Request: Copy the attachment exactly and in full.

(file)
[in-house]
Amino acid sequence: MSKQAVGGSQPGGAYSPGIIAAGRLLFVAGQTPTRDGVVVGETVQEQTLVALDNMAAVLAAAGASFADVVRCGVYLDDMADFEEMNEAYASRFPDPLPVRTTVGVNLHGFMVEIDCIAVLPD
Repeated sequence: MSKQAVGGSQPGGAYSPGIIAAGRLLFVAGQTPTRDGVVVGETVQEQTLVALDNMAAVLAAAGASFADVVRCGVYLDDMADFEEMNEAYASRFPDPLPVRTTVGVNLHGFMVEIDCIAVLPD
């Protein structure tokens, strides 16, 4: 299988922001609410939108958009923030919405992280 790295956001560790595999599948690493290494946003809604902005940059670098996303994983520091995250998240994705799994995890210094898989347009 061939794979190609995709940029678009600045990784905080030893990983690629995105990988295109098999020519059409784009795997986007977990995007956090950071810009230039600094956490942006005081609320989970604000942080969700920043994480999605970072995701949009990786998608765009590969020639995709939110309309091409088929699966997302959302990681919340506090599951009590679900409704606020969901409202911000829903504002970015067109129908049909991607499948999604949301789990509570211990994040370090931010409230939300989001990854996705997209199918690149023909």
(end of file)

[in-house]
Amino acid sequence: MSKQAVGGSQPGGAYSPGIIAAGRLLFVAGQTPTRDGVVVGETVQEQTLVALDNMAAVLAAAGASFADVVRCGVYLDDMADFEEMNEAYASRFPDPLPVRTTVGVNLHGFMVEIDCIAVLPD
Repeated sequence: MSKQAVGGSQPGGAYSPGIIAAGRLLFVAGQTPTRDGVVVGETVQEQTLVALDNMAAVLAAAGASFADVVRCGVYLDDMADFEEMNEAYASRFPDPLPVRTTVGVNLHGFMVEIDCIAVLPD
């Protein structure tokens, strides 16, 4: 299988922001609410939108958009923030919405992280 790295956001560790595999599948690493290494946003809604902005940059670098996303994983520091995250998240994705799994995890210094898989347009 061939794979190609995709940029678009600045990784905080030893990983690629995105990988295109098999020519059409784009795997986007977990995007956090950071810009230039600094956490942006005081609320989970604000942080969700920043994480999605970072995701949009990786998608765009590969020639995709939110309309091409088929699966997302959302990681919340506090599951009590679900409704606020969901409202911000829903504002970015067109129908049909991607499948999604949301789990509570211990994040370090931010409230939300989001990854996705997209199918690149023909």